The truth is that international refugee law (Art. 31) does not protect those who assist refugees, but only refugees themselves, against penalties. Hundreds of volunteers and aid workers across a number European countries have been arrested, charged or investigated for supporting persons seeking protection in the past five years and now the United States Government is following suit. Against that backdrop, this problem-solving exercise will provide a forum for international law experts on the panel and in the audience to actively think about whether other non-refugee bodies of international law, including, for example international humanitarian law, international human rights law, law of the sea, the principle of good faith, might productively be brought to bear.

At this interactive event, you will hear from those who have been criminalized for helping refugees, and be part of dynamic and creative discussion exploring the promise of international law for those who have faced official sanction for aiding their fellow humans.

International Law: Friend or foe to the advancement of women's rights?

Description:
This session will comprehensively address whether international law has lived up to the promise of upholding and advancing the rights of women and girls. It will review the various legal instruments devised with the aim of protecting and promoting these rights, as well as ensuring accountability for violation of these rights, including the various relevant international and regional instruments, international court decisions, and political resolutions that apply. Panelists will lay out the landscape of international law and assess the extent to which these elements of the legal system have achieved or failed in their effect, the gaps that exist in the current structure, and potential solutions. The participants will also identify any common threads among these international law systems, including in terms of obstacles to women and girls’ enjoyment of rights and access to justice.

The ICC and Beyond: Re-evaluating the promise of international criminal justice

Description:
While the International Criminal Court (ICC) remains a necessary and vital feature of the international criminal justice landscape, events in its recent past can be characterized as anything but smooth sailing. The Court faces challenges from threatened and actual state withdrawals from the ICC to the debate over the concept of the “interests of justice” and its role in the Afghanistan investigation to the return of U.S. antagonism to the Court. However, the ICC was never designed to bear the burden alone, and this session aims to critically and constructively discuss not only the ICC but also the other justice mechanisms for core international crimes including domestic courts, regional courts, hybrid mechanisms, and specialist chambers. The participants will address emerging and pressing questions, including whether the future of international criminal law is in domestic regimes, the promise and potential of regional courts, and the when and where hybrids or specialized mechanisms are preferable.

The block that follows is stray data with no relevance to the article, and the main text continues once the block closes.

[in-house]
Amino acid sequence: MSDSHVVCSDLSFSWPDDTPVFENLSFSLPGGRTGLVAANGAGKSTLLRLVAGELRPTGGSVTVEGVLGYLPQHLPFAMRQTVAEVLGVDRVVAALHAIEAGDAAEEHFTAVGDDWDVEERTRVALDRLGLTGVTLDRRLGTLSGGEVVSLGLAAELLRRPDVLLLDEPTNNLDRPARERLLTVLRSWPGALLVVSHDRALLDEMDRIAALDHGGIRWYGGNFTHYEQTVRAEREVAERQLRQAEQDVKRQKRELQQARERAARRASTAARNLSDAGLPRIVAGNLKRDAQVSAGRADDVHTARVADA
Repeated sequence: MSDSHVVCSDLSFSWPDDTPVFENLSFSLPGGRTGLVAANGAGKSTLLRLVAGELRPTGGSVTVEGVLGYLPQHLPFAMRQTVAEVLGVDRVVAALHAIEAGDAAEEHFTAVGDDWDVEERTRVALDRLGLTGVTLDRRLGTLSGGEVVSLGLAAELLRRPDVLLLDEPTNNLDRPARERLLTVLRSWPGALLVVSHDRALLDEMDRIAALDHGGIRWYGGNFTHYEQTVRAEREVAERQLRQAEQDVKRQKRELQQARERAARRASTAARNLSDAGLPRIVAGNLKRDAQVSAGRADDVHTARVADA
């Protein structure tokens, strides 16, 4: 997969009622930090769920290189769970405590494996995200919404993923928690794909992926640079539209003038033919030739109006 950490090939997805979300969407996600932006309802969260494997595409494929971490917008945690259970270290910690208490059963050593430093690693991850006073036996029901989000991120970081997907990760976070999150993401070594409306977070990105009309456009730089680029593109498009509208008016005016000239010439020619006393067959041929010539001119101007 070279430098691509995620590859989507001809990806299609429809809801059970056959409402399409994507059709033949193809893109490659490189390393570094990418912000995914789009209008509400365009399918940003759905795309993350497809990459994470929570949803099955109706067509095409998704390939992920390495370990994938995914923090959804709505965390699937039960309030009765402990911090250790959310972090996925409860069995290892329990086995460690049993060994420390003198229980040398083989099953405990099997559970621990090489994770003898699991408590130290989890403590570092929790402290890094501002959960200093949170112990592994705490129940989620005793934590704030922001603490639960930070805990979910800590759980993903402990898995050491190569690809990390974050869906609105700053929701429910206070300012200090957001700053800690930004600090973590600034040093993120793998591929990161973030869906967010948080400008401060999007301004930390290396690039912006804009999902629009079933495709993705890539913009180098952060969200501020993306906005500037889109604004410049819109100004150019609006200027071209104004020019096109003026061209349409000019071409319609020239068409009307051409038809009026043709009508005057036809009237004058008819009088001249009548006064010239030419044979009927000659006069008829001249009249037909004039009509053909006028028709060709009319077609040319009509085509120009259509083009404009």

The Case for Self Determination in the 21st Century

Description:
Around the world, communities have failed to fully realize their right to self-determination, despite the recognition of that right by international courts and international institutions. Sub-state political entities that have sought to assert their right to self-determination through independence referenda have faced political reprisals and charges of illegal secession. In the recent Chagos Advisory Opinion, the International Court of Justice shed light on the nature and right of self-determination in the context of decolonization. This session will address self-determination in the 21st Century in cases of unfinished decolonization and independent statehood movements. Using the Chagos Advisory Opinion (ICJ), Kosovo Advisory Opinion (ICJ), and Quebec opinion (Canada) as a legal framework, this panel will take place in an “oral argument” format, where a judge will pose questions to attorneys representing communities who are seeking to assert their right to self-determination and attorneys representing states that are opposed to those efforts. The judge will hear oral argument from litigants debating self-determination claims in two or more cases, such as the Comoros Islands vs. France over Mayotte, the Sahrawis of Western Sahara vs. Morocco, and/or the Kurdish Region vs. Iraq. After oral argument, time will be reserved for questions from the audience, acting as part of the judicial panel. Finally, the audience will have the opportunity to vote on the separate cases.